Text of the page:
The Integrated Health Sciences Core (IHSC) facilitates interaction between basic and applied science, leading to the translation of research findings into public health practice. By connecting investigators across disciplines who utilize Center cores, and facilitating access to our rich resources of study data and associated biorepositories, we aim to advance understanding of the environment’s impact on health.
Expertise is available for both classical problems in study design, data collection/specimen protocol development, and statistical analysis through consultation with Core staff and by facilitating collaborations with appropriate experts for specialized problems in areas such as case-cohort sampling, epigenetics/epigenomics, gene-environment interactions, and multi-pollutant exposures. Core staff review study designs and sample size strategies for pilot and other grant submissions and provide guidance on best practice in data and specimen collection and storage, and in data processing and management. Consultancies are provided without fee to Center members for proposal development, with ongoing analytic support included as part of grant applications.
The IHSC provides translational consultation to assist Center investigators in identifying ways that our associated biorepositories and Cores can be used in preparing pilot projects or full grant proposals. Biostatistical consultation and collaboration are provided to help ensure that Center studies are well designed, and that appropriate statistical methodology is used in their analysis. This service includes guidance with general study design, feasibility, specimen collection fundamentals, case report form development and human subjects regulations, as well as re-directing investigators to appropriate collaborators for more in-depth and specialized collaboration or consultation (e.g., detailed study design or assay methods).
Infrastructure & Access
In conjunction with the Omics & BioInformatics Core (OBIC) and Administrative Cores, we identify physical facilities for specimen storage, labeling, and integration with instrumentation for subsequent analyses.
Consultation on community-based environmental health problems
The IHSC assists the community outreach and engagement core in developing statistically rigorous assessment methods. Furthermore, the graduate students in the Department of Biostatistics run a community outreach organization called STATCOM which offers free consultation to non-profit organizations and can help with community based projects.
Marie O’Neill, PhD
Core Leader (firstname.lastname@example.org)
Veronica Berrocal, PhD
Core Co-Leader (email@example.com)
Dan McConnell, PhD
Staff/CLASS Lab Director (firstname.lastname@example.org)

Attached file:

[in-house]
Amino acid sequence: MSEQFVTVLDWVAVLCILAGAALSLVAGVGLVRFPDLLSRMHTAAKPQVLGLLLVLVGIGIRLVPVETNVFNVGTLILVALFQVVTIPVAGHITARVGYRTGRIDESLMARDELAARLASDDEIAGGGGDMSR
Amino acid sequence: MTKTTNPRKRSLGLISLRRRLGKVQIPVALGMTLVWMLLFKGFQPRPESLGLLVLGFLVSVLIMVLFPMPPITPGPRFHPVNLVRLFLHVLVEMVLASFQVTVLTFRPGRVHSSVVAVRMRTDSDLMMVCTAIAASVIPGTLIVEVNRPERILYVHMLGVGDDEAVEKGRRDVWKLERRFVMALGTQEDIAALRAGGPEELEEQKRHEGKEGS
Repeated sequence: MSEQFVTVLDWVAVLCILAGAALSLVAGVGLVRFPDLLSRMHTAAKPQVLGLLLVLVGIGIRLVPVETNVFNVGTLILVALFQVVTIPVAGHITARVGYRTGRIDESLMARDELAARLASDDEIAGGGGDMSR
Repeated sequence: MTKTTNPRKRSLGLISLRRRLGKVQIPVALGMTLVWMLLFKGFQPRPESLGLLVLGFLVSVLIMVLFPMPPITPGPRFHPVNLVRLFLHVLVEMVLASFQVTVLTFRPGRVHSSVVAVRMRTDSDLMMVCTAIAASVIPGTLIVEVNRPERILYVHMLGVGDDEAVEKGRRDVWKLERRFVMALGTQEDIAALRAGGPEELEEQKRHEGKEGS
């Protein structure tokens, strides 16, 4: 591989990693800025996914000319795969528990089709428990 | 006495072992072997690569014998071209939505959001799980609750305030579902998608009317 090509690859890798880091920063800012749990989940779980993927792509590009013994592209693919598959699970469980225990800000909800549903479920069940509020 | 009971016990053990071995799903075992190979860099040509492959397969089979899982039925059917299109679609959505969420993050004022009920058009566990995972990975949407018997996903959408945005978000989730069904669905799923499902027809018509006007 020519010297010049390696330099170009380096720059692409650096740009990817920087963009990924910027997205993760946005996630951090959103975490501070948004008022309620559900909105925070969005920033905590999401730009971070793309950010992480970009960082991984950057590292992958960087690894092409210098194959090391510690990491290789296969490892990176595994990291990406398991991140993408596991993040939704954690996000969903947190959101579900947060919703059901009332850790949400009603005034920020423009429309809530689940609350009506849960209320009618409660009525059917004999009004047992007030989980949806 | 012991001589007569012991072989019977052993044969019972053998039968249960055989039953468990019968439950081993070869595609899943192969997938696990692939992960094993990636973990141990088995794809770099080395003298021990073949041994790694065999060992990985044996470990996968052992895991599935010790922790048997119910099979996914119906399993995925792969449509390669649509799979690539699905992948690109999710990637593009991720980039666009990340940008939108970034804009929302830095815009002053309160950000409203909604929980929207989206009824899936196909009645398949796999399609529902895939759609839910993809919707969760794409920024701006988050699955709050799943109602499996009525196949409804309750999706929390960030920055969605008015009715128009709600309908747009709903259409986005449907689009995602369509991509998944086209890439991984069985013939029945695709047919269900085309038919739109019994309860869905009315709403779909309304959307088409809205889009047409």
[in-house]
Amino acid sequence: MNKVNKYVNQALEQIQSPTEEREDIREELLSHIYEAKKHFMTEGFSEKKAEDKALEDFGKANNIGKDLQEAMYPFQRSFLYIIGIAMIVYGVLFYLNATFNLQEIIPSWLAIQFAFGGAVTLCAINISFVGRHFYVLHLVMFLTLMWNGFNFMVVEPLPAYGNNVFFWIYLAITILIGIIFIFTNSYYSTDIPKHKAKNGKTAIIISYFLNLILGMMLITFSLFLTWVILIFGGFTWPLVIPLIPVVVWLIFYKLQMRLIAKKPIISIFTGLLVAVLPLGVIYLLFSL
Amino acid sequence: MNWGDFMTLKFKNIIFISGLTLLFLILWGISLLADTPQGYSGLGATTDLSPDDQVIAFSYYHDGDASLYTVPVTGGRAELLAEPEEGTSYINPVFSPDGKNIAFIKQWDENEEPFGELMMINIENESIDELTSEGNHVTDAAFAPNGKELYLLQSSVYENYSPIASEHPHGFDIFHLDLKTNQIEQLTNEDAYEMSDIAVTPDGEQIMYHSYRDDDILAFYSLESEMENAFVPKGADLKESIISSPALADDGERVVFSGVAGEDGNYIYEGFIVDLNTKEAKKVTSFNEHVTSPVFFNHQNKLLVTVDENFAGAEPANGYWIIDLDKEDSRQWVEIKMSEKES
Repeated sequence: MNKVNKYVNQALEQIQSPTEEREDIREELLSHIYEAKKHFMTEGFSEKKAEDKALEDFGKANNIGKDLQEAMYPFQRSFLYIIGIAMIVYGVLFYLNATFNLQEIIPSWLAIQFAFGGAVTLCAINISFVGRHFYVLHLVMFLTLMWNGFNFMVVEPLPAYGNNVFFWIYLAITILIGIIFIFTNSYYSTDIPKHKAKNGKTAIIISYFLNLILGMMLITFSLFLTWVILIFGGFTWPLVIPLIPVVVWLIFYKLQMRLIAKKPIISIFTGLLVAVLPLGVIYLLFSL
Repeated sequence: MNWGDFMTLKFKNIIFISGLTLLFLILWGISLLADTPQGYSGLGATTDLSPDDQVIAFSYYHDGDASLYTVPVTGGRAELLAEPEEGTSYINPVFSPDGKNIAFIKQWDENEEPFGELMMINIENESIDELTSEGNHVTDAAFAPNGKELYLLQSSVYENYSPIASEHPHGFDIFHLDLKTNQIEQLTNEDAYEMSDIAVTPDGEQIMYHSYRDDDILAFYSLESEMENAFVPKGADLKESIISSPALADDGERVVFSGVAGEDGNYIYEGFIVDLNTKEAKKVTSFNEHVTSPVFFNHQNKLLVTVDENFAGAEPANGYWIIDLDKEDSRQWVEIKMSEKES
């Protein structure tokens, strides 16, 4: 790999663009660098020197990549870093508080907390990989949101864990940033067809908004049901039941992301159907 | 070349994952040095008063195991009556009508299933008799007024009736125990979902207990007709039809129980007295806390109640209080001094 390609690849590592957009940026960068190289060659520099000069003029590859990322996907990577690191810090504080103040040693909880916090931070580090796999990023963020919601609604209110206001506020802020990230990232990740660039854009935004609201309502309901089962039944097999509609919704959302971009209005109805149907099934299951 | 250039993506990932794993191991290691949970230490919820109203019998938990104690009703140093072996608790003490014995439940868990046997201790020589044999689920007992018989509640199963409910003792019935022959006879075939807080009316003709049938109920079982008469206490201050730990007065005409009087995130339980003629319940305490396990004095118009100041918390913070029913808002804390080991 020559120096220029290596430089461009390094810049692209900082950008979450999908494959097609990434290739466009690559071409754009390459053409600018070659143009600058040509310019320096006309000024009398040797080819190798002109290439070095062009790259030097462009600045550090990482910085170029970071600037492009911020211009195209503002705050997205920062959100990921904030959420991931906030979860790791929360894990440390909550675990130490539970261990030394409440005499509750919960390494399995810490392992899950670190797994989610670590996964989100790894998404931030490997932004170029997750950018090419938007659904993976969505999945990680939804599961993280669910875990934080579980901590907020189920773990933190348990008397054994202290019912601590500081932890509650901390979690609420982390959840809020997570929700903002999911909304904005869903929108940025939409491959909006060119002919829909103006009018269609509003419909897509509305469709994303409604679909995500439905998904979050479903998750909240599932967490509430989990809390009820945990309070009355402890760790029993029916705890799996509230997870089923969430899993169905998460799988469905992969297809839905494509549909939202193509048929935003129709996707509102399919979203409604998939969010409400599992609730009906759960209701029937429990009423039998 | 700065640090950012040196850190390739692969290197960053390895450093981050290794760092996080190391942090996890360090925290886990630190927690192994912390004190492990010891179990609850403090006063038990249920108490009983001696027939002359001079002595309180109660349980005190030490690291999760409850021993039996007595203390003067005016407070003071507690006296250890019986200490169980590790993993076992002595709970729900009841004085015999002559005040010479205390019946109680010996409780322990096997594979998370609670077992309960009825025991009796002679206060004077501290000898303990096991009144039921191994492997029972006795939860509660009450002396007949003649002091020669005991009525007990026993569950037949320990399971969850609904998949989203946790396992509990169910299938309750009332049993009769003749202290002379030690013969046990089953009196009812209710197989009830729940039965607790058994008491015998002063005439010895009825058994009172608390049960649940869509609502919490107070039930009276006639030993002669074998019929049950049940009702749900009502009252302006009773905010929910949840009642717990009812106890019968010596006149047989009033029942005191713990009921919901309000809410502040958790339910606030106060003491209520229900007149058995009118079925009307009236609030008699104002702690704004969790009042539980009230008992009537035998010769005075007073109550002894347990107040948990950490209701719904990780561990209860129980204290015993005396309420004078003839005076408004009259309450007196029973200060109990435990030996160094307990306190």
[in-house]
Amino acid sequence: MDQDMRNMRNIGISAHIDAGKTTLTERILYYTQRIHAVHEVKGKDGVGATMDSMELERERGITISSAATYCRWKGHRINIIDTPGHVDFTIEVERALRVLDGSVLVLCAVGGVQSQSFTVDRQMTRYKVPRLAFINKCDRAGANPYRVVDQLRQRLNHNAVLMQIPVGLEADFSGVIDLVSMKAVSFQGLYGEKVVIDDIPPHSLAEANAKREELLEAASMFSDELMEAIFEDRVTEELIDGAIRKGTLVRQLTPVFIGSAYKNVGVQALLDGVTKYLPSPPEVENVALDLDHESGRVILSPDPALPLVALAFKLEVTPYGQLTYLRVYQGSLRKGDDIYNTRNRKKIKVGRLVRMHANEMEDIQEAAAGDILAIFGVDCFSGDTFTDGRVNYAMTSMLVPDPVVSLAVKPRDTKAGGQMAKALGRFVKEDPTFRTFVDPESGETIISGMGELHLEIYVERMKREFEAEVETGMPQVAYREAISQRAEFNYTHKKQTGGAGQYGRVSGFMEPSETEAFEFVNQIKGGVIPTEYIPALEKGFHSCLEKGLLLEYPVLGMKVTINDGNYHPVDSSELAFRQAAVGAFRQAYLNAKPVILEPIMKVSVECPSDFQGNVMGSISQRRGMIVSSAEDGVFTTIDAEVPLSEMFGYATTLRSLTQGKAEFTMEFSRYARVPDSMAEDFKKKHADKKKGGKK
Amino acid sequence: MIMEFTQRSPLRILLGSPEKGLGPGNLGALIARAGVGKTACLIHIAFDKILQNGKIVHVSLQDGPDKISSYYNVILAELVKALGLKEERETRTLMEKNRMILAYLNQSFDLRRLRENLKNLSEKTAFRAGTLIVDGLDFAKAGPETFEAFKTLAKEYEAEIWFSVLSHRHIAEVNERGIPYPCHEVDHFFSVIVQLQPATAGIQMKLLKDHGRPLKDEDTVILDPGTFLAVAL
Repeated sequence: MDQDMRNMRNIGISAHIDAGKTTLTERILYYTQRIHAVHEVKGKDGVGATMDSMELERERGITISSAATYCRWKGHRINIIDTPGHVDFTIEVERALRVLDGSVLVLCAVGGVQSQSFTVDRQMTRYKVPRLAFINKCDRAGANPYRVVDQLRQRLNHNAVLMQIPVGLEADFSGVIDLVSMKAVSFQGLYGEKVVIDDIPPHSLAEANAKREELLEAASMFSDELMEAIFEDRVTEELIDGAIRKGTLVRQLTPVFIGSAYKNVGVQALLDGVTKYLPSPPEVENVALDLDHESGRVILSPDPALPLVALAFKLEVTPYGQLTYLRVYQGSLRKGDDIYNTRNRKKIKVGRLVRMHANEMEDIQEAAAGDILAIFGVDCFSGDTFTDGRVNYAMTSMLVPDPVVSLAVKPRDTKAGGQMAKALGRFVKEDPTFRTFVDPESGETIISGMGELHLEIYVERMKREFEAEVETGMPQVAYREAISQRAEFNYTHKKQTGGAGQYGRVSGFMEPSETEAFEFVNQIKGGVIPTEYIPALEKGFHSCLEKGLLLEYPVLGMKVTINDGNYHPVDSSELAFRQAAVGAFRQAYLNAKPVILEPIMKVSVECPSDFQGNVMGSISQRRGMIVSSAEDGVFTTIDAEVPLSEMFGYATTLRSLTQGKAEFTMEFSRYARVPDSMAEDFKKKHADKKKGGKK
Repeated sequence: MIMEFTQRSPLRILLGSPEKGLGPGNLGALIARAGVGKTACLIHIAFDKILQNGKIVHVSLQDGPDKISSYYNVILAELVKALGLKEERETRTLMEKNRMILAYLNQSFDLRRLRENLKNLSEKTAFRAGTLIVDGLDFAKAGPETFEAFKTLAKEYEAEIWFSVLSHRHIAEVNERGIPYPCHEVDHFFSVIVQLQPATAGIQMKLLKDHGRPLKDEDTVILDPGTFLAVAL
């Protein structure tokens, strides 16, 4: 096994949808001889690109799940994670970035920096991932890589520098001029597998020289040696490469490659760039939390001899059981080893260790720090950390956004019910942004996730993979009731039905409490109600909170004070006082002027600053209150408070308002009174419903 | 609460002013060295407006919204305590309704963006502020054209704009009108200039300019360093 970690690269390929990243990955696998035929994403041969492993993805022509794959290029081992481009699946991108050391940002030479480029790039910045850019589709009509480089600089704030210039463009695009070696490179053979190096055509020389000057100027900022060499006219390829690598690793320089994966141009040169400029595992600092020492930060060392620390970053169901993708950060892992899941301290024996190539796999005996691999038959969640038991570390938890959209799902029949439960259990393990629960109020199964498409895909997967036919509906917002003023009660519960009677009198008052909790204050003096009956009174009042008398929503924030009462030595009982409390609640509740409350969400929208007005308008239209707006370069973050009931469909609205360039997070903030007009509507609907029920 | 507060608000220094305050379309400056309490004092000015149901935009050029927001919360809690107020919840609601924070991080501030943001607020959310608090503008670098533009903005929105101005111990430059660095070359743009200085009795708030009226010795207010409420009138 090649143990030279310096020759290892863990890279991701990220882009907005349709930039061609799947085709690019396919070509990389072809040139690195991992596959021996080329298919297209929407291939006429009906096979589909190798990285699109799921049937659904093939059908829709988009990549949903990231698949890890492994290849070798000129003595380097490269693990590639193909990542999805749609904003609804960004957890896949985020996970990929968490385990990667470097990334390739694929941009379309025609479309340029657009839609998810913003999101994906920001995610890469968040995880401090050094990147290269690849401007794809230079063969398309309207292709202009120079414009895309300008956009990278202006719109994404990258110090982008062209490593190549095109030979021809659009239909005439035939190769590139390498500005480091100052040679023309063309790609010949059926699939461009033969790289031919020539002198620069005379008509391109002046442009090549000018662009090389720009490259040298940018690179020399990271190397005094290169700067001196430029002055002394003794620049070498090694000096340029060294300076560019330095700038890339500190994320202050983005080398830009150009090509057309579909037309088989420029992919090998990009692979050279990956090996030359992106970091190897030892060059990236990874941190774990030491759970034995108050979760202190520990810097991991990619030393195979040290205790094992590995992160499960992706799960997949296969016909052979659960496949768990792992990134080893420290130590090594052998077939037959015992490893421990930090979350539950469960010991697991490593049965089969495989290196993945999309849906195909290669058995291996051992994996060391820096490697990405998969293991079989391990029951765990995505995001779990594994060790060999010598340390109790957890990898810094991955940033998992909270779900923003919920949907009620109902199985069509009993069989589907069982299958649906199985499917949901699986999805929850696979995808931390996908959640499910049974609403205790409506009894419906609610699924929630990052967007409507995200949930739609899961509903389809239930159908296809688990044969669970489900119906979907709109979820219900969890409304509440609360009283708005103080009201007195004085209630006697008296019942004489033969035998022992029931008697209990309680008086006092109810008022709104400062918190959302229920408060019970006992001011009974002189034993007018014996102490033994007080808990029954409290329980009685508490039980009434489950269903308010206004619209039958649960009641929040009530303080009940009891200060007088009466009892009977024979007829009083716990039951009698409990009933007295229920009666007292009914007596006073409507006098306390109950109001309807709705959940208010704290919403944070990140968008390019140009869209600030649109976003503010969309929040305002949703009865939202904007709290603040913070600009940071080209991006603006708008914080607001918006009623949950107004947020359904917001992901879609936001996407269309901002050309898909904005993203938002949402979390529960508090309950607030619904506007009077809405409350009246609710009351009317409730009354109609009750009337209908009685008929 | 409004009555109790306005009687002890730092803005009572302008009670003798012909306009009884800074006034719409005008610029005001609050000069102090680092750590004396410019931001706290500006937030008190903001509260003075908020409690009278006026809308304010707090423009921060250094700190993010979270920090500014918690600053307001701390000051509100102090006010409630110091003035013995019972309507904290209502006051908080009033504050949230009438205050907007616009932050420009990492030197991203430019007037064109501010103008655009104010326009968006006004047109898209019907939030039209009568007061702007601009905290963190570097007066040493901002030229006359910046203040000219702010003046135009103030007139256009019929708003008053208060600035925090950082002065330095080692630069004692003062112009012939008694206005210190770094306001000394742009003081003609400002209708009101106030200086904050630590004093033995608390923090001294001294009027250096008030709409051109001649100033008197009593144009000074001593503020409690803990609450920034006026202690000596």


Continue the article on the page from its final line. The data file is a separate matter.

Trish Koman, PhD
Staff/Coordinator of Environmental Research seminar series (email@example.com)
Staff/administrative support (firstname.lastname@example.org)
Addressing health-related problems linked to the environment requires multidisciplinary approaches and effective use of technology. At the same time, there is a need to optimize the animal models, human populations, data, and analytical/computational approaches that already exist, so that they can provide new insights. The IHSC will coordinate all of these efforts with an internet-based portal of searchable information – the Interactive Kiosk. . The kiosk is the gateway to accessing information about studies, associated biorepositories, and services within the EHS Core Center and broader UM community that are relevant to our objectives.
University of Cincinnati Center for Environmental Genetics
Are you or a colleague designing a study and wondering about the best approaches to biomonitoring and the handling of biospecimens? Are you writing a grant and wish to maximize the chances of a successful application? The Integrated Health Science Facilities (IHSF) Core of the Center for Environmental Genetics at the University of Cincinnati has convenient online resources at eh.uc.edu/ceg/human-biomonitoring. There you will find videos, slide presentations, protocol templates and other resources designed to help you with real-world issues, such as:
When to collect your biospecimen(s)?
How does the half-life of the biomarker fit into the design?
Out in the field with your study: How long do you have to get those samples back to the lab?
Freezers, box maps, shipping, inventories: What do you need to know?
VIDEO: Slides + audio of “Best Practices of Biorepositories” from the M-LEEaD/Environmental Epidemiology Research Seminar, September 15, 2015
Elaine W. Gunter, PhD
Biorepository consultant & owner, Specimen Solutions, LLC
(previously with Centers for Disease Control and Prevention);
co-founder, International Society for Biological and Environmental Repositories (ISBER)
If you are unable to view the above video, you can also watch here.